An early proposal for a standard terminology and general architecture database a system was produced in 1971 by the DBTG (Data Base Task Group) appointed by the Conference on data Systems and Languages. The DBTG recognized the need for a two level approach with a system view called the schema and user view called subschema. The American National Standard Institute terminology and architecture in 1975.ANSI-SPARC recognized the need for a three level approach with a system catalog.
There are following three levels or layers of DBMS architecture:
1. Extenal Level
2. Conceptual Level
3. Internal Level
1. External Level: - External Level is described by a schema i.e. it consists of definition of logical records and relationship in the external view. It also contains the method of deriving the objects in the external view from the objects in the conceptual view.
2. Conceptual Level: - Conceptual Level represents the entire database. Conceptual schema describes the records and relationship included in the Conceptual view. It also contains the method of deriving the objects in the conceptual view from the objects in the internal view.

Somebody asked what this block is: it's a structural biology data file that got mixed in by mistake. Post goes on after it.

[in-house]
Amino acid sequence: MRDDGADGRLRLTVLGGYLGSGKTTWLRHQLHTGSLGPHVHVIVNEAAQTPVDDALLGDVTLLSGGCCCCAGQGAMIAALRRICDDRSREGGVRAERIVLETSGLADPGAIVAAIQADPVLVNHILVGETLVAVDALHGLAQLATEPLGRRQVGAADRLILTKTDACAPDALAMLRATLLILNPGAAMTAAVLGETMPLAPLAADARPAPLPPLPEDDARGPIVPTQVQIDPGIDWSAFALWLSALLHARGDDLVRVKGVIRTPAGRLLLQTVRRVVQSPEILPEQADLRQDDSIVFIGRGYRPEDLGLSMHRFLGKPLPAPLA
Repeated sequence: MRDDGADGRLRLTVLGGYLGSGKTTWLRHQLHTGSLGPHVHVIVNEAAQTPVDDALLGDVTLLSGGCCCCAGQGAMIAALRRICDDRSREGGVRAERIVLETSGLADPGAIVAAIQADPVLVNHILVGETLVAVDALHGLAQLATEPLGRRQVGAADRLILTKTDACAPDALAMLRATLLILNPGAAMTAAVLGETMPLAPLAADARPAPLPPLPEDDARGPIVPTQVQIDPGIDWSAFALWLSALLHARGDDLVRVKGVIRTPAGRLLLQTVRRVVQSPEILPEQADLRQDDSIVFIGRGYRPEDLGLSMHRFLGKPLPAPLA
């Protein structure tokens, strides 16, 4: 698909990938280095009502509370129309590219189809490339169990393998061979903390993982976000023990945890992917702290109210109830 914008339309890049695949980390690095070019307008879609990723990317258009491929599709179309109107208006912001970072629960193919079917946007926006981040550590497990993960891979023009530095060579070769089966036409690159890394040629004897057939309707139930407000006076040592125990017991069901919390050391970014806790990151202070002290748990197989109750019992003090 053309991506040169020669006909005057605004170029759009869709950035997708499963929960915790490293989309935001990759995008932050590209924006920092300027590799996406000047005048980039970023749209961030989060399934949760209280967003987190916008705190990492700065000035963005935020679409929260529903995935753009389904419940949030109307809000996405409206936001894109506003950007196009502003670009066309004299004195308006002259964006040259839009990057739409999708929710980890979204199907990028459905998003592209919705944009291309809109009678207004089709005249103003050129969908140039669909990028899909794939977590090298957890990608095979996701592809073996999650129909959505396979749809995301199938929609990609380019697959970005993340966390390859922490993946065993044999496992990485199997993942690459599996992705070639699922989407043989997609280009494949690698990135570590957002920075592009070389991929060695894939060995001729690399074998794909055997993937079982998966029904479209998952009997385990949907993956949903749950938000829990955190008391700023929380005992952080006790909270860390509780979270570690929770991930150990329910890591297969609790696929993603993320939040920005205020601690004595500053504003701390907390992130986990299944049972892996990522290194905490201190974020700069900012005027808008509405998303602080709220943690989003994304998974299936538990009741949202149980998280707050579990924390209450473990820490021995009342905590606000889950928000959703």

3. Internal Level: - Internal level indicates hoe the data will be stored and described the data structures and access method to be used by the database. It contains the definition of stored record and method of representing the data fields and access aid used.
A mapping between external and conceptual views gives the correspondence among the records and relation ship of the conceptual and external view. The external view is the abstraction of conceptual view which in turns is the abstraction of internal view. It describes the contents of the database as perceived by the user or application program of that view. A mapping between conceptual records from the physical database.